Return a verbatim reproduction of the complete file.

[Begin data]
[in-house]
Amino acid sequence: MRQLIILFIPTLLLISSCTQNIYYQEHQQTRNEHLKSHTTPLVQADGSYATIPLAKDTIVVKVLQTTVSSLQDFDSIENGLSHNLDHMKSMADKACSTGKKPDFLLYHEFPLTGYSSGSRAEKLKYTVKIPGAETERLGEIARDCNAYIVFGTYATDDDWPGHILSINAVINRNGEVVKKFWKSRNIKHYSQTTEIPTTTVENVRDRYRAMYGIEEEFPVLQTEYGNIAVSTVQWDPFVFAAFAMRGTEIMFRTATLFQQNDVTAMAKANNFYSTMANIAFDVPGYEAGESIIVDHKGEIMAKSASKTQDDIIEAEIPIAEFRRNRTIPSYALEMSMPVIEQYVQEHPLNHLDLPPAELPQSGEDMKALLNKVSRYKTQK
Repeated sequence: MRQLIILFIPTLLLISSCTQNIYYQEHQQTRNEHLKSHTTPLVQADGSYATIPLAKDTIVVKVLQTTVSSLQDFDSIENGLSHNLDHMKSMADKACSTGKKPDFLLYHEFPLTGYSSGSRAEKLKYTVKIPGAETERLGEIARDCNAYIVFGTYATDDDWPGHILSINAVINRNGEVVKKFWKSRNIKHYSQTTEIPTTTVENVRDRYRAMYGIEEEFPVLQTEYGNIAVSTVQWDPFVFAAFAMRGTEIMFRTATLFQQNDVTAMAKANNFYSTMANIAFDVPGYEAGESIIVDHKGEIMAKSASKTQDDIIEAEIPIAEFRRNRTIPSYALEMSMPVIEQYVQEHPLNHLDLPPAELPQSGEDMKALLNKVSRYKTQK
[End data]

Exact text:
[in-house]
Amino acid sequence: MRQLIILFIPTLLLISSCTQNIYYQEHQQTRNEHLKSHTTPLVQADGSYATIPLAKDTIVVKVLQTTVSSLQDFDSIENGLSHNLDHMKSMADKACSTGKKPDFLLYHEFPLTGYSSGSRAEKLKYTVKIPGAETERLGEIARDCNAYIVFGTYATDDDWPGHILSINAVINRNGEVVKKFWKSRNIKHYSQTTEIPTTTVENVRDRYRAMYGIEEEFPVLQTEYGNIAVSTVQWDPFVFAAFAMRGTEIMFRTATLFQQNDVTAMAKANNFYSTMANIAFDVPGYEAGESIIVDHKGEIMAKSASKTQDDIIEAEIPIAEFRRNRTIPSYALEMSMPVIEQYVQEHPLNHLDLPPAELPQSGEDMKALLNKVSRYKTQK
Repeated sequence: MRQLIILFIPTLLLISSCTQNIYYQEHQQTRNEHLKSHTTPLVQADGSYATIPLAKDTIVVKVLQTTVSSLQDFDSIENGLSHNLDHMKSMADKACSTGKKPDFLLYHEFPLTGYSSGSRAEKLKYTVKIPGAETERLGEIARDCNAYIVFGTYATDDDWPGHILSINAVINRNGEVVKKFWKSRNIKHYSQTTEIPTTTVENVRDRYRAMYGIEEEFPVLQTEYGNIAVSTVQWDPFVFAAFAMRGTEIMFRTATLFQQNDVTAMAKANNFYSTMANIAFDVPGYEAGESIIVDHKGEIMAKSASKTQDDIIEAEIPIAEFRRNRTIPSYALEMSMPVIEQYVQEHPLNHLDLPPAELPQSGEDMKALLNKVSRYKTQK